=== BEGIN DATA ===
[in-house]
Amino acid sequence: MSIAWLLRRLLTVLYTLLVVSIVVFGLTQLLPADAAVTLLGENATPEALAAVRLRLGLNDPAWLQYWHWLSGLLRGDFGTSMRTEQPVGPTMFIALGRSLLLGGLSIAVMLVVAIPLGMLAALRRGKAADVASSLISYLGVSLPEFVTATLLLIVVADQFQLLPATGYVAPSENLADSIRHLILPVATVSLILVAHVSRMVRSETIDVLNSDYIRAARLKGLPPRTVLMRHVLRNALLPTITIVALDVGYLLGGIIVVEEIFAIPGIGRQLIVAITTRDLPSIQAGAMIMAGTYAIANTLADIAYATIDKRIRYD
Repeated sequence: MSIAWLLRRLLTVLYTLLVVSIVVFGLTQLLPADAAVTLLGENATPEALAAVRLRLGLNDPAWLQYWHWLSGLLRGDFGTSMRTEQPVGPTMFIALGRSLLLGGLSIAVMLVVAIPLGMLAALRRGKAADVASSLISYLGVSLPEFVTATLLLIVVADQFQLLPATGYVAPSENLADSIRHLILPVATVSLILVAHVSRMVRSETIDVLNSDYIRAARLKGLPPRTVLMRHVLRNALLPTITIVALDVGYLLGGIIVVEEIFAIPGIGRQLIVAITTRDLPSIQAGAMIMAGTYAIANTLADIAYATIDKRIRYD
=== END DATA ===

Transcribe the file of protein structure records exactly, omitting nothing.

[in-house]
Amino acid sequence: MSIAWLLRRLLTVLYTLLVVSIVVFGLTQLLPADAAVTLLGENATPEALAAVRLRLGLNDPAWLQYWHWLSGLLRGDFGTSMRTEQPVGPTMFIALGRSLLLGGLSIAVMLVVAIPLGMLAALRRGKAADVASSLISYLGVSLPEFVTATLLLIVVADQFQLLPATGYVAPSENLADSIRHLILPVATVSLILVAHVSRMVRSETIDVLNSDYIRAARLKGLPPRTVLMRHVLRNALLPTITIVALDVGYLLGGIIVVEEIFAIPGIGRQLIVAITTRDLPSIQAGAMIMAGTYAIANTLADIAYATIDKRIRYD
Repeated sequence: MSIAWLLRRLLTVLYTLLVVSIVVFGLTQLLPADAAVTLLGENATPEALAAVRLRLGLNDPAWLQYWHWLSGLLRGDFGTSMRTEQPVGPTMFIALGRSLLLGGLSIAVMLVVAIPLGMLAALRRGKAADVASSLISYLGVSLPEFVTATLLLIVVADQFQLLPATGYVAPSENLADSIRHLILPVATVSLILVAHVSRMVRSETIDVLNSDYIRAARLKGLPPRTVLMRHVLRNALLPTITIVALDVGYLLGGIIVVEEIFAIPGIGRQLIVAITTRDLPSIQAGAMIMAGTYAIANTLADIAYATIDKRIRYD